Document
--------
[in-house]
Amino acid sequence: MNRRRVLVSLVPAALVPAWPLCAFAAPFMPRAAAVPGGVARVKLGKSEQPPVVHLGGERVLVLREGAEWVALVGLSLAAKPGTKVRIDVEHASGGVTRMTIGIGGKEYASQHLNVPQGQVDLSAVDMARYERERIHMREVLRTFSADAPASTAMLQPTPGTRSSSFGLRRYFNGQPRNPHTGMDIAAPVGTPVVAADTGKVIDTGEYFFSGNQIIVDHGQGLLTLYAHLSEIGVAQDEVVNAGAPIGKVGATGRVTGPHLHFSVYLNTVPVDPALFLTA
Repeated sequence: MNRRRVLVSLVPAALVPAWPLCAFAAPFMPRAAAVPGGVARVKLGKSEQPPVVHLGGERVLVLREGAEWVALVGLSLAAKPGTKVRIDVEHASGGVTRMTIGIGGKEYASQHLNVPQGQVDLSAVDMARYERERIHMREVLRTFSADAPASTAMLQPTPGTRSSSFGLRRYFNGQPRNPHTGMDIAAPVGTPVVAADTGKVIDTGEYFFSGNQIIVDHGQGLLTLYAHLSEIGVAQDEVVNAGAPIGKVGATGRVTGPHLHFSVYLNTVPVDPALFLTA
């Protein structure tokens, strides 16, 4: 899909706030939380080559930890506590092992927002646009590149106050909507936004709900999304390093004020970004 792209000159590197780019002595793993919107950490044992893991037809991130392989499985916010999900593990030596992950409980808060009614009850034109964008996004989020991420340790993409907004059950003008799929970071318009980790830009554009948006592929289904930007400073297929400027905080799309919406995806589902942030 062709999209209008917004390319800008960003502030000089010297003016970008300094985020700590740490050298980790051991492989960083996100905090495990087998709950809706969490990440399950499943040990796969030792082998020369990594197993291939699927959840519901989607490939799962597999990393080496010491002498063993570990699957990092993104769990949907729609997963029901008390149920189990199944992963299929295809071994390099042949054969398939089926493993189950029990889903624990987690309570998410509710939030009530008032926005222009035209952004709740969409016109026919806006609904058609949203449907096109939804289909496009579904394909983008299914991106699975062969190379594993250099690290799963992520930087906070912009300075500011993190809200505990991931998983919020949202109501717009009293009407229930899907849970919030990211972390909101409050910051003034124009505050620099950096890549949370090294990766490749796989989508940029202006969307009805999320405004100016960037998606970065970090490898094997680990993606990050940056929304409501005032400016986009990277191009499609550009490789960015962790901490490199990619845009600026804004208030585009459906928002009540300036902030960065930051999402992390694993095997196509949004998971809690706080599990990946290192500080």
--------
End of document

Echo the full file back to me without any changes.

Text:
[in-house]
Amino acid sequence: MNRRRVLVSLVPAALVPAWPLCAFAAPFMPRAAAVPGGVARVKLGKSEQPPVVHLGGERVLVLREGAEWVALVGLSLAAKPGTKVRIDVEHASGGVTRMTIGIGGKEYASQHLNVPQGQVDLSAVDMARYERERIHMREVLRTFSADAPASTAMLQPTPGTRSSSFGLRRYFNGQPRNPHTGMDIAAPVGTPVVAADTGKVIDTGEYFFSGNQIIVDHGQGLLTLYAHLSEIGVAQDEVVNAGAPIGKVGATGRVTGPHLHFSVYLNTVPVDPALFLTA
Repeated sequence: MNRRRVLVSLVPAALVPAWPLCAFAAPFMPRAAAVPGGVARVKLGKSEQPPVVHLGGERVLVLREGAEWVALVGLSLAAKPGTKVRIDVEHASGGVTRMTIGIGGKEYASQHLNVPQGQVDLSAVDMARYERERIHMREVLRTFSADAPASTAMLQPTPGTRSSSFGLRRYFNGQPRNPHTGMDIAAPVGTPVVAADTGKVIDTGEYFFSGNQIIVDHGQGLLTLYAHLSEIGVAQDEVVNAGAPIGKVGATGRVTGPHLHFSVYLNTVPVDPALFLTA
């Protein structure tokens, strides 16, 4: 899909706030939380080559930890506590092992927002646009590149106050909507936004709900999304390093004020970004 792209000159590197780019002595793993919107950490044992893991037809991130392989499985916010999900593990030596992950409980808060009614009850034109964008996004989020991420340790993409907004059950003008799929970071318009980790830009554009948006592929289904930007400073297929400027905080799309919406995806589902942030 062709999209209008917004390319800008960003502030000089010297003016970008300094985020700590740490050298980790051991492989960083996100905090495990087998709950809706969490990440399950499943040990796969030792082998020369990594197993291939699927959840519901989607490939799962597999990393080496010491002498063993570990699957990092993104769990949907729609997963029901008390149920189990199944992963299929295809071994390099042949054969398939089926493993189950029990889903624990987690309570998410509710939030009530008032926005222009035209952004709740969409016109026919806006609904058609949203449907096109939804289909496009579904394909983008299914991106699975062969190379594993250099690290799963992520930087906070912009300075500011993190809200505990991931998983919020949202109501717009009293009407229930899907849970919030990211972390909101409050910051003034124009505050620099950096890549949370090294990766490749796989989508940029202006969307009805999320405004100016960037998606970065970090490898094997680990993606990050940056929304409501005032400016986009990277191009499609550009490789960015962790901490490199990619845009600026804004208030585009459906928002009540300036902030960065930051999402992390694993095997196509949004998971809690706080599990990946290192500080």